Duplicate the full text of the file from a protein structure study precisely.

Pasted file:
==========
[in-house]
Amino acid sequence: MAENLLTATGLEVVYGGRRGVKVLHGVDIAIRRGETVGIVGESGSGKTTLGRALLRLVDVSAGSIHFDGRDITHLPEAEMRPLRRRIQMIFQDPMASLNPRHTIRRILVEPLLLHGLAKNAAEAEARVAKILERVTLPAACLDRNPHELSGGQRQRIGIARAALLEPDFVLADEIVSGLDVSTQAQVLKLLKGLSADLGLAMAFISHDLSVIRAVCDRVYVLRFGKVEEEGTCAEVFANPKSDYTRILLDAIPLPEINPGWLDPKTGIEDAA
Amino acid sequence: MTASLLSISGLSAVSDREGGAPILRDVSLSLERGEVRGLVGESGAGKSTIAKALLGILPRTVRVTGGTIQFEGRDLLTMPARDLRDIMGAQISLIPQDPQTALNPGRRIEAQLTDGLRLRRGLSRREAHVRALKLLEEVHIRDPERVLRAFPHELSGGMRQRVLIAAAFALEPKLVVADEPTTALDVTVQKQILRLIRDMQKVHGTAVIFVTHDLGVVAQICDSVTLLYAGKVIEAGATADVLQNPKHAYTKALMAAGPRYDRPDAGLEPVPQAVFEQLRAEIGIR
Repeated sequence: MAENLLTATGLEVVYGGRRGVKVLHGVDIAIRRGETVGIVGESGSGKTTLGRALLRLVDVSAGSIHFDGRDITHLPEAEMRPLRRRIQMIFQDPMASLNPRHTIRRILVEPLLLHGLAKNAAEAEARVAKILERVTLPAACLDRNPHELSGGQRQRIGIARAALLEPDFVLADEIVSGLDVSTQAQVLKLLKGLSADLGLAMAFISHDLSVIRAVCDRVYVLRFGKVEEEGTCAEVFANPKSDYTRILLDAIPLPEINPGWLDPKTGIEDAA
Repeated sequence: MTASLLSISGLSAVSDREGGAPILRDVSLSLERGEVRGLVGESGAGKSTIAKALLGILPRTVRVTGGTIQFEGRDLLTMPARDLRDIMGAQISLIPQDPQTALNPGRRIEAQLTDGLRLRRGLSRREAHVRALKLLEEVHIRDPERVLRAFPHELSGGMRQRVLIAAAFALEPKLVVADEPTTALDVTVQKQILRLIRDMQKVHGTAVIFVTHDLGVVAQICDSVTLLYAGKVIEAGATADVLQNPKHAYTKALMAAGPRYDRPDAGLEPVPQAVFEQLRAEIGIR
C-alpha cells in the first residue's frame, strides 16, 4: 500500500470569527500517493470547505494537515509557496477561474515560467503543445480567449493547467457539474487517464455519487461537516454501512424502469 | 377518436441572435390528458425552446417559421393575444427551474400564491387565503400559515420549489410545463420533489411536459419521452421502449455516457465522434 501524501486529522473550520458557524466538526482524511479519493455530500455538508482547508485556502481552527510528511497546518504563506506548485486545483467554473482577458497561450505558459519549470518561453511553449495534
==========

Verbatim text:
[in-house]
Amino acid sequence: MAENLLTATGLEVVYGGRRGVKVLHGVDIAIRRGETVGIVGESGSGKTTLGRALLRLVDVSAGSIHFDGRDITHLPEAEMRPLRRRIQMIFQDPMASLNPRHTIRRILVEPLLLHGLAKNAAEAEARVAKILERVTLPAACLDRNPHELSGGQRQRIGIARAALLEPDFVLADEIVSGLDVSTQAQVLKLLKGLSADLGLAMAFISHDLSVIRAVCDRVYVLRFGKVEEEGTCAEVFANPKSDYTRILLDAIPLPEINPGWLDPKTGIEDAA
Amino acid sequence: MTASLLSISGLSAVSDREGGAPILRDVSLSLERGEVRGLVGESGAGKSTIAKALLGILPRTVRVTGGTIQFEGRDLLTMPARDLRDIMGAQISLIPQDPQTALNPGRRIEAQLTDGLRLRRGLSRREAHVRALKLLEEVHIRDPERVLRAFPHELSGGMRQRVLIAAAFALEPKLVVADEPTTALDVTVQKQILRLIRDMQKVHGTAVIFVTHDLGVVAQICDSVTLLYAGKVIEAGATADVLQNPKHAYTKALMAAGPRYDRPDAGLEPVPQAVFEQLRAEIGIR
Repeated sequence: MAENLLTATGLEVVYGGRRGVKVLHGVDIAIRRGETVGIVGESGSGKTTLGRALLRLVDVSAGSIHFDGRDITHLPEAEMRPLRRRIQMIFQDPMASLNPRHTIRRILVEPLLLHGLAKNAAEAEARVAKILERVTLPAACLDRNPHELSGGQRQRIGIARAALLEPDFVLADEIVSGLDVSTQAQVLKLLKGLSADLGLAMAFISHDLSVIRAVCDRVYVLRFGKVEEEGTCAEVFANPKSDYTRILLDAIPLPEINPGWLDPKTGIEDAA
Repeated sequence: MTASLLSISGLSAVSDREGGAPILRDVSLSLERGEVRGLVGESGAGKSTIAKALLGILPRTVRVTGGTIQFEGRDLLTMPARDLRDIMGAQISLIPQDPQTALNPGRRIEAQLTDGLRLRRGLSRREAHVRALKLLEEVHIRDPERVLRAFPHELSGGMRQRVLIAAAFALEPKLVVADEPTTALDVTVQKQILRLIRDMQKVHGTAVIFVTHDLGVVAQICDSVTLLYAGKVIEAGATADVLQNPKHAYTKALMAAGPRYDRPDAGLEPVPQAVFEQLRAEIGIR
C-alpha cells in the first residue's frame, strides 16, 4: 500500500470569527500517493470547505494537515509557496477561474515560467503543445480567449493547467457539474487517464455519487461537516454501512424502469 | 377518436441572435390528458425552446417559421393575444427551474400564491387565503400559515420549489410545463420533489411536459419521452421502449455516457465522434 501524501486529522473550520458557524466538526482524511479519493455530500455538508482547508485556502481552527510528511497546518504563506506548485486545483467554473482577458497561450505558459519549470518561453511553449495534